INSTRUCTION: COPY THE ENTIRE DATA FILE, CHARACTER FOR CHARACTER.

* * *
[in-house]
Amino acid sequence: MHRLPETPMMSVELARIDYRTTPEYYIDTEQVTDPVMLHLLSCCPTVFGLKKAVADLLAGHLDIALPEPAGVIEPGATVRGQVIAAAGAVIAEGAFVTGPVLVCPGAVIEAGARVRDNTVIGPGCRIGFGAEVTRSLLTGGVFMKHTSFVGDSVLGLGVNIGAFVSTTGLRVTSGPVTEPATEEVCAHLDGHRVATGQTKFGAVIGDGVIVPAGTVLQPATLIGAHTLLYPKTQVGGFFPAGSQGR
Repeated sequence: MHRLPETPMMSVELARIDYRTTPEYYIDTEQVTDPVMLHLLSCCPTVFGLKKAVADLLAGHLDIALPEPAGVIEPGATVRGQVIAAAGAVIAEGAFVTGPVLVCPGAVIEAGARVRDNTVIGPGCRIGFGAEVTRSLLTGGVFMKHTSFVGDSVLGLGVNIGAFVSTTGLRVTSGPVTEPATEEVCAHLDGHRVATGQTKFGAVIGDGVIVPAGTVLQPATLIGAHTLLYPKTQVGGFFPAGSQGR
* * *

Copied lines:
[in-house]
Amino acid sequence: MHRLPETPMMSVELARIDYRTTPEYYIDTEQVTDPVMLHLLSCCPTVFGLKKAVADLLAGHLDIALPEPAGVIEPGATVRGQVIAAAGAVIAEGAFVTGPVLVCPGAVIEAGARVRDNTVIGPGCRIGFGAEVTRSLLTGGVFMKHTSFVGDSVLGLGVNIGAFVSTTGLRVTSGPVTEPATEEVCAHLDGHRVATGQTKFGAVIGDGVIVPAGTVLQPATLIGAHTLLYPKTQVGGFFPAGSQGR
Repeated sequence: MHRLPETPMMSVELARIDYRTTPEYYIDTEQVTDPVMLHLLSCCPTVFGLKKAVADLLAGHLDIALPEPAGVIEPGATVRGQVIAAAGAVIAEGAFVTGPVLVCPGAVIEAGARVRDNTVIGPGCRIGFGAEVTRSLLTGGVFMKHTSFVGDSVLGLGVNIGAFVSTTGLRVTSGPVTEPATEEVCAHLDGHRVATGQTKFGAVIGDGVIVPAGTVLQPATLIGAHTLLYPKTQVGGFFPAGSQGR